Jaray insists that's an ongoing problem for Nicoletta, and after talking with several trusted Manitou leaders confidentially, we're inclined to believe him. Manitou has always been the kind of place that likes to decide things in a small-town way. Jaray says he'd take Manitou back to that, redesigning City Hall to be more welcoming and even bringing his wife's homemade food to Council meetings.
- J. Adrian Stanley
- Nicole Nicoletta
But there's another side to all this: Like it or not, Manitou isn't the tiny town it once was. It faces a lot of big-city issues now, from a large homeless population to extreme congestion to crumbling (and unusually pricey) infrastructure needs to marijuana policy and an affordable housing crunch. We're not convinced that all those issues can be solved in Manitou's traditional kumbaya way — even if it sure was a nice way to govern while it lasted.
The truth is, Manitou is going to have to find an in-between way. If Nicoletta wins, she must seriously reexamine her leadership style and find ways to be more inclusive and considerate of other views. A "get 'er done" style isn't effective if half the town dislikes you. If Jaray wins, he'll likely need to learn to make hard, unpopular decisions — because they will need to be made.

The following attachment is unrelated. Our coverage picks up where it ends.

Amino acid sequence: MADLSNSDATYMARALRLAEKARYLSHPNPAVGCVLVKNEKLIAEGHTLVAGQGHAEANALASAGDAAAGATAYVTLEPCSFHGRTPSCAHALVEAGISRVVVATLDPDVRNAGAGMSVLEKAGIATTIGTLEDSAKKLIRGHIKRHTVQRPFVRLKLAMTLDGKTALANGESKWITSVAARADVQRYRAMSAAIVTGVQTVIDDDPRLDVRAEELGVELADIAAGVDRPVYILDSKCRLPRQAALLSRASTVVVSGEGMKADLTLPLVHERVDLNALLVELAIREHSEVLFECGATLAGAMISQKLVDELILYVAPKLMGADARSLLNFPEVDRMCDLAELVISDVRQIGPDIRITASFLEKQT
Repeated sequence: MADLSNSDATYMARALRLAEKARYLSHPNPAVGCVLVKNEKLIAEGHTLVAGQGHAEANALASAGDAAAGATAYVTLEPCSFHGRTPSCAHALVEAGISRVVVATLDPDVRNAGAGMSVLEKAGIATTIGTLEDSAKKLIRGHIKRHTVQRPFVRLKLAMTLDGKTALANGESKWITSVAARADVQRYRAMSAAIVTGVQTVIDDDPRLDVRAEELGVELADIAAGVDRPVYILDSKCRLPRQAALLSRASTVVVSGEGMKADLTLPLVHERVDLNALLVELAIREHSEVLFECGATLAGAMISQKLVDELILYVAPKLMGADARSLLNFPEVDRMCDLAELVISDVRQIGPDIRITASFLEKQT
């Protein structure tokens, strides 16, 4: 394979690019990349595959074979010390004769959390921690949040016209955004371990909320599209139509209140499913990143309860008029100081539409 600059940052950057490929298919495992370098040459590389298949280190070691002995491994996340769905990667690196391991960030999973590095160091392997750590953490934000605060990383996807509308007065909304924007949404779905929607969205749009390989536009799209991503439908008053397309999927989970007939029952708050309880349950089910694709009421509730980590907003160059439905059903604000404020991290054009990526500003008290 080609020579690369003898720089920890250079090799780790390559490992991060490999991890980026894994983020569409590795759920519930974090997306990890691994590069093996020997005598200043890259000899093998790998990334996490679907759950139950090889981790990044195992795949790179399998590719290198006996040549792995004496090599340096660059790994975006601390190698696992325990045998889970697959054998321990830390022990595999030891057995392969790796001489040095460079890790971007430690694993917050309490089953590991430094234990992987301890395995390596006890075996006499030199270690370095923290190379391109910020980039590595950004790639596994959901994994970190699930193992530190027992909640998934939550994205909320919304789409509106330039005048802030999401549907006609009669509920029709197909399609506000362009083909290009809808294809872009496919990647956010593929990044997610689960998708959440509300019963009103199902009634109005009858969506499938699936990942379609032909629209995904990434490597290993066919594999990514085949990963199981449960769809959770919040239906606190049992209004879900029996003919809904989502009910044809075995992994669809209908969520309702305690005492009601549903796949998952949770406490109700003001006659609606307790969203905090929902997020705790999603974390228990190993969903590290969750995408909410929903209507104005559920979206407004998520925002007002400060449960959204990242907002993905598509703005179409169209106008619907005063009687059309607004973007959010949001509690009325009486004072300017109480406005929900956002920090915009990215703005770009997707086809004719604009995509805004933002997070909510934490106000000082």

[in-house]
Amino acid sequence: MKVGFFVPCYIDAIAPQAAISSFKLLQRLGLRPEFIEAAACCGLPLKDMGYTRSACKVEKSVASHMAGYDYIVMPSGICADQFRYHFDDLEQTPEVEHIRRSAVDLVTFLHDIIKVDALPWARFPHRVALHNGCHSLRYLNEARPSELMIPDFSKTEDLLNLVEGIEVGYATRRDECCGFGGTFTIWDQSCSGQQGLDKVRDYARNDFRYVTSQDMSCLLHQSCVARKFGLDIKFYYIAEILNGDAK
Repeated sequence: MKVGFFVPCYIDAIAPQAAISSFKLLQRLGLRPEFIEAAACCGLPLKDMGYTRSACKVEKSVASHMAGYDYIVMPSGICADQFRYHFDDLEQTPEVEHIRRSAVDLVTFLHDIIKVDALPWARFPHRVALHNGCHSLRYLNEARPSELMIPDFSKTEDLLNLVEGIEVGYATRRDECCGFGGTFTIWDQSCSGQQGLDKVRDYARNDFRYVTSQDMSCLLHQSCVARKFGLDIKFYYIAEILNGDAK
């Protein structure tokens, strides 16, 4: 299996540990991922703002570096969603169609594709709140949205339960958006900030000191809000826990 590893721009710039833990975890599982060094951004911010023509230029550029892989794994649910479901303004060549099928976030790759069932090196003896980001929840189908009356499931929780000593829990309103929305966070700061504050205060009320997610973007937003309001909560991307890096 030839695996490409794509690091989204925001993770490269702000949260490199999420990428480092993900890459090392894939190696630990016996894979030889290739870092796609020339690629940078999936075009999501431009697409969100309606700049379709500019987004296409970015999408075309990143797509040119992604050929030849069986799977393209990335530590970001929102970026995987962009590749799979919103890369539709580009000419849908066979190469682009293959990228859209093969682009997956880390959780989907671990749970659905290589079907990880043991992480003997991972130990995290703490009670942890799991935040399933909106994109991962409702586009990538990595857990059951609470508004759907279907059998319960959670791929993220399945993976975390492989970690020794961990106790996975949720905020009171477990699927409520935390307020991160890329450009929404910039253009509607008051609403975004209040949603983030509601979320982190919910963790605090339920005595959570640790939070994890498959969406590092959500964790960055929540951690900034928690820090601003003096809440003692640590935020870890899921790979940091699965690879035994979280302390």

So let's talk about some of their other qualities. Jaray's resumé is fantastic. A retired attorney and mediator, he's lived in Manitou for nearly 40 years, where he's been extremely involved and made powerful friends. (Jaray's endorsements are the créme de la créme for a Manitou politician, including state Sen. Michael Merrifield, state Rep. Pete Lee and former Manitou Mayor Marc Snyder, famous for leading Manitou through the Waldo Canyon Fire and the resulting floods.) Jaray is a former Manitou city attorney and school board member, helped produce one of the city's master plans, and was involved in restoring Manitou mineral springs and its stretch of Fountain Creek. We don't have space to list all of Jaray's community work but let's just say this: It's epic.
Jaray is also an affable guy, and he has some good ideas, like charging a fee to hike the Incline to control crowds and support management and maintenance of the trail. We also liked his technology-mindedness, including an idea to put a sign on U.S. 24 telling people where parking is available. But overall, Jaray comes off as a one-issue candidate: He's all about the communication.